Jude underwent his first open-heart surgery at just days old. This surgery involved separating the pulmonary arteries from the first part of the aorta, connecting the right ventricle to the pulmonary artery using a graft from human cadaver tissue, and closing the ventricular septal defect with a patch so that the aorta rises solely from the left ventricle. Jude spent 11 days in the hospital after being born and has had countless outpatient appointments since his release.

He will have to undergo two more procedures on his heart with the possibility of even more in the future. This little fighter will also have a cleft palate repair, tubes placed in his hears and a hernia repair as a result of his 22q.11 diagnosis.

As Jude grows, he will face restrictions when it comes to sports, he will be unable to participate in any contact sports, but his family is hopeful he will be cleared to do other outdoor activities. As of right now, he does not face any other restrictions and they are hoping it stays that way. He is a fighter, a miracle, a warrior, an inspiration and a gift.

Jude’s Diagnosis…truncus ateriosus, chd, congenital heart disease

Truncus Arteriosus Type 1 is a rare congenital heart defect in which a single blood vessel stems out from the left and right ventricles.  In a normal heart, there are two separate blood vessels arising from the ventricles – the pulmonary artery from the right ventricle and the aorta from the left ventricle.  As a result of this abnormal anatomy, too much blood is pumped to the lungs, causing extra fluid to build up which makes breathing difficult.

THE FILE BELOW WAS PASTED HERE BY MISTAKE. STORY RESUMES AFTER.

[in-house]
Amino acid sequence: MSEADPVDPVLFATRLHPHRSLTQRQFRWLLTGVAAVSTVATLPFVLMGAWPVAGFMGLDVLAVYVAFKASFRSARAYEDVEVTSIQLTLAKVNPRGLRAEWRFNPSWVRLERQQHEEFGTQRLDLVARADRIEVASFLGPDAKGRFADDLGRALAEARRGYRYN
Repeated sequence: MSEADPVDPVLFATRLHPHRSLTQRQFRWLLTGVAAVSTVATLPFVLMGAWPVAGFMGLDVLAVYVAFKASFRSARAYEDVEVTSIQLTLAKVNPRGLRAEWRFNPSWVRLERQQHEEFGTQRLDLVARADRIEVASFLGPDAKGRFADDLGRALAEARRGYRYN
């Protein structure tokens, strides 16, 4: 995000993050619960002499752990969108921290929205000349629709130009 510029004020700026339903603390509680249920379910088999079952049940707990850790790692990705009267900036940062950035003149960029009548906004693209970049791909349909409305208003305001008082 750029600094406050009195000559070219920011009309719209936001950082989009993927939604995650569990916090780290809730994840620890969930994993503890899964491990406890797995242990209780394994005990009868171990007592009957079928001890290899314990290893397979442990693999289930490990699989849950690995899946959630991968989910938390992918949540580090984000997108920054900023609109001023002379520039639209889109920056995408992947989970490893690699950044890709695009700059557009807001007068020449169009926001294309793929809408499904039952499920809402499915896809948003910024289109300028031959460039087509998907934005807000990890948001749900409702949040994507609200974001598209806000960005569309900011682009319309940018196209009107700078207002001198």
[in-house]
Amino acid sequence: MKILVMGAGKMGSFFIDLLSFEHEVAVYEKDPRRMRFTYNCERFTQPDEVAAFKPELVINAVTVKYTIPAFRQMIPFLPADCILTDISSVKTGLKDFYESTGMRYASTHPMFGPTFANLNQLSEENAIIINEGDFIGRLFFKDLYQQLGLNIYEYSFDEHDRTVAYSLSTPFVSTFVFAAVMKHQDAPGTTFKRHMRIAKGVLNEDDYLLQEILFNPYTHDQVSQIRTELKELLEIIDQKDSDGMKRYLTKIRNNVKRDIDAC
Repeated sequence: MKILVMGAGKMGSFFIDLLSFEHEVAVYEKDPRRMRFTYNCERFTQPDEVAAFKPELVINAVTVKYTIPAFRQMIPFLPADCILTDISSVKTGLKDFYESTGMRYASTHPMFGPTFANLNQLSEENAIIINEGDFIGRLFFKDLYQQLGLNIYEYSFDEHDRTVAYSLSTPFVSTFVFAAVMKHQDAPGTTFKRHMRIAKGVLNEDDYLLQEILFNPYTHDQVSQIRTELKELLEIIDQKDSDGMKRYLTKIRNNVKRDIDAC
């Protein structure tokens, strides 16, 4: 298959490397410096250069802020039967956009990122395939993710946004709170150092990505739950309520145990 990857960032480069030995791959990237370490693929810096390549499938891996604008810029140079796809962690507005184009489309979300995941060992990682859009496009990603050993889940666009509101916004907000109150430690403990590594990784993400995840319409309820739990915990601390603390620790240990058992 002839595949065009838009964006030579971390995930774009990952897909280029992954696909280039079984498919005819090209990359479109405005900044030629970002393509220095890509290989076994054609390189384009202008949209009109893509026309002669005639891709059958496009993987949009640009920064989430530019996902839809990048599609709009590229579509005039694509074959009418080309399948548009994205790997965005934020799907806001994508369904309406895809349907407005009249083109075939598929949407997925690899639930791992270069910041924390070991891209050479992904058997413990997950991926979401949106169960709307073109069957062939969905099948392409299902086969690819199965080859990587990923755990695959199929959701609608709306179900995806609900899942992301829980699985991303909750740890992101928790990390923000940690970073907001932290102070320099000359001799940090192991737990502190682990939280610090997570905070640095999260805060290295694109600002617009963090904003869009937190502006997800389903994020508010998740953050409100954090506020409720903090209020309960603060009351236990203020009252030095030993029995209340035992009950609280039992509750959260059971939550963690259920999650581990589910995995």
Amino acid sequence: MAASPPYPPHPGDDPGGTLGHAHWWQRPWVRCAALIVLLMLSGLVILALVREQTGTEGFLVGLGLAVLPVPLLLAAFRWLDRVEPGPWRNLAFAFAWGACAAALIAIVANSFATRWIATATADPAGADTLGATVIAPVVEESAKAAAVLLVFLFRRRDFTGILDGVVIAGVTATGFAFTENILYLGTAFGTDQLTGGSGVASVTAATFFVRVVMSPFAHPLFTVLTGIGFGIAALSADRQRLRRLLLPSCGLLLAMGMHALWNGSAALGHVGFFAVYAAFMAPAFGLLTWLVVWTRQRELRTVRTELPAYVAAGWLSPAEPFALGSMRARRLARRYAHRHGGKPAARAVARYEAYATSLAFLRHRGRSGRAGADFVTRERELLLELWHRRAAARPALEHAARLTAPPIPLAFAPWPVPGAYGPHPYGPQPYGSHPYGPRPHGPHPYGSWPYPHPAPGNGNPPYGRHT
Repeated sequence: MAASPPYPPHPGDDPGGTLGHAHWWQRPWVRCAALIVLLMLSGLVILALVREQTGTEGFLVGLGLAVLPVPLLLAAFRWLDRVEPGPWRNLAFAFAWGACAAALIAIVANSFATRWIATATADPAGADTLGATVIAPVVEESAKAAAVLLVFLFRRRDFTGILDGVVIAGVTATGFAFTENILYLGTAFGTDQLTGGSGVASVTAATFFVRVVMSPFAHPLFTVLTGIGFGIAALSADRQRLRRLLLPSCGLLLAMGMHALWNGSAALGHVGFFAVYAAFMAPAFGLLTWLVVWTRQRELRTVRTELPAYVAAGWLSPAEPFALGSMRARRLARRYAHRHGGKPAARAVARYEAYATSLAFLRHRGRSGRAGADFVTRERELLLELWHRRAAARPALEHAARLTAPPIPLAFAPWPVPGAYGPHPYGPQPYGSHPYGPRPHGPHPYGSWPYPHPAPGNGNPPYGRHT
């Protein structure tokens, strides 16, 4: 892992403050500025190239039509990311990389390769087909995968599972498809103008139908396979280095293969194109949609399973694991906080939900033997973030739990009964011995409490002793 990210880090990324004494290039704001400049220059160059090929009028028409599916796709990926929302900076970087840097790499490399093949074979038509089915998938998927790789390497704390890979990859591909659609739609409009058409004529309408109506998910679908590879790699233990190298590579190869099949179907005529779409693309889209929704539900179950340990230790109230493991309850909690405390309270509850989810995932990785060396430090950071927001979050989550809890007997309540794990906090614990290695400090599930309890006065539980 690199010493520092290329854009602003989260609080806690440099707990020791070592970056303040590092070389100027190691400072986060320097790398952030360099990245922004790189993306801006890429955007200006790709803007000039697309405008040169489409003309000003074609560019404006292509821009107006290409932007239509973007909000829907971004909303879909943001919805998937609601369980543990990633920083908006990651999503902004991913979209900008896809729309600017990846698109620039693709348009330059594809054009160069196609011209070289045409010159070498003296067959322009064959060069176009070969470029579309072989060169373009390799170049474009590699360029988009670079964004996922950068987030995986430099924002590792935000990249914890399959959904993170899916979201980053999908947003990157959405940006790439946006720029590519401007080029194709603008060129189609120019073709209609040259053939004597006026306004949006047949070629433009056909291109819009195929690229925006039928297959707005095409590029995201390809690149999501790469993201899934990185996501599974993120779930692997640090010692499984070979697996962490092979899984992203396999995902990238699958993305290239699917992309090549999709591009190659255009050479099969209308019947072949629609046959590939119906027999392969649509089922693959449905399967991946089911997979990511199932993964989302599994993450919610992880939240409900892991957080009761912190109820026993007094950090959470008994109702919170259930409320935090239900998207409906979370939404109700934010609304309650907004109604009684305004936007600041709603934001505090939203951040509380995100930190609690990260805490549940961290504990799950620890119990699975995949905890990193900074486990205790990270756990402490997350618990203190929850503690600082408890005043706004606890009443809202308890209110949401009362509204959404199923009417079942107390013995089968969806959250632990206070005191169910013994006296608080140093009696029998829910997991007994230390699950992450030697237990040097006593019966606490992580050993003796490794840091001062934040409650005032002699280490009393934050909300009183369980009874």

If left untreated, the blood vessels to the lungs become permanently damaged. Over time, it becomes very hard for the heart to force blood to them. This is called pulmonary hypertension, which can be life-threatening. Symptoms of Truncus Ateriosus include:

  • Bluish skin (cyanosis)
  • Delayed growth or growth failure
  • Fatigue
  • Lethargy
  • Poor feeding
  • Rapid breathing
  • Shortness of breath
  • Widening of the finger tips



Gina said:

My son has Truncus type 1 also. These are miracle babies. God bless Jude and god bless you. Just remember you are not alone :)


Julie said:

Courtney, I am so pleased to read this article and how your love for Jude has only grown stronger and into a unconditional mothers love. You deserve Jude and he deserves you
Here’s to our TA heart warriors ❤️